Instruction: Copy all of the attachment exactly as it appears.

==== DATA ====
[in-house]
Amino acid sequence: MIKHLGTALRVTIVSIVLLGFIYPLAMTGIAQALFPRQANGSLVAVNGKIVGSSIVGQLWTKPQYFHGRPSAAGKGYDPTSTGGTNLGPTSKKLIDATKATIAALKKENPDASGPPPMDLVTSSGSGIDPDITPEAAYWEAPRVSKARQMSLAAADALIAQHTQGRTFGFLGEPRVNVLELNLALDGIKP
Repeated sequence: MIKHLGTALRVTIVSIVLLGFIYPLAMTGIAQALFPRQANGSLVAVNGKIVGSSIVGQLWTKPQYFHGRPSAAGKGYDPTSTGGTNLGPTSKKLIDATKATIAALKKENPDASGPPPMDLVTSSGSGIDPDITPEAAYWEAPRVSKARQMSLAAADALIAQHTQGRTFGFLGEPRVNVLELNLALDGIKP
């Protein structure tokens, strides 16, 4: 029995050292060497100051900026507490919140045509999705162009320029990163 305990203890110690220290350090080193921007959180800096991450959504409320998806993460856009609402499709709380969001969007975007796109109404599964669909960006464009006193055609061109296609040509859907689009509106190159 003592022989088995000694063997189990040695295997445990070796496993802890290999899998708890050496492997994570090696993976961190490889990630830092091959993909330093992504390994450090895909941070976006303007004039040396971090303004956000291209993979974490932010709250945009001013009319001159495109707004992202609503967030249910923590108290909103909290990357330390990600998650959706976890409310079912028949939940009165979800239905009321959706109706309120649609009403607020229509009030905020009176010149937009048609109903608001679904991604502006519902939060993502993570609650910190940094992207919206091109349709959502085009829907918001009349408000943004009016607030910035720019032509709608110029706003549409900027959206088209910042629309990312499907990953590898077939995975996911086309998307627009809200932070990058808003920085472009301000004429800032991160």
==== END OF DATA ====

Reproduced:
[in-house]
Amino acid sequence: MIKHLGTALRVTIVSIVLLGFIYPLAMTGIAQALFPRQANGSLVAVNGKIVGSSIVGQLWTKPQYFHGRPSAAGKGYDPTSTGGTNLGPTSKKLIDATKATIAALKKENPDASGPPPMDLVTSSGSGIDPDITPEAAYWEAPRVSKARQMSLAAADALIAQHTQGRTFGFLGEPRVNVLELNLALDGIKP
Repeated sequence: MIKHLGTALRVTIVSIVLLGFIYPLAMTGIAQALFPRQANGSLVAVNGKIVGSSIVGQLWTKPQYFHGRPSAAGKGYDPTSTGGTNLGPTSKKLIDATKATIAALKKENPDASGPPPMDLVTSSGSGIDPDITPEAAYWEAPRVSKARQMSLAAADALIAQHTQGRTFGFLGEPRVNVLELNLALDGIKP
């Protein structure tokens, strides 16, 4: 029995050292060497100051900026507490919140045509999705162009320029990163 305990203890110690220290350090080193921007959180800096991450959504409320998806993460856009609402499709709380969001969007975007796109109404599964669909960006464009006193055609061109296609040509859907689009509106190159 003592022989088995000694063997189990040695295997445990070796496993802890290999899998708890050496492997994570090696993976961190490889990630830092091959993909330093992504390994450090895909941070976006303007004039040396971090303004956000291209993979974490932010709250945009001013009319001159495109707004992202609503967030249910923590108290909103909290990357330390990600998650959706976890409310079912028949939940009165979800239905009321959706109706309120649609009403607020229509009030905020009176010149937009048609109903608001679904991604502006519902939060993502993570609650910190940094992207919206091109349709959502085009829907918001009349408000943004009016607030910035720019032509709608110029706003549409900027959206088209910042629309990312499907990953590898077939995975996911086309998307627009809200932070990058808003920085472009301000004429800032991160």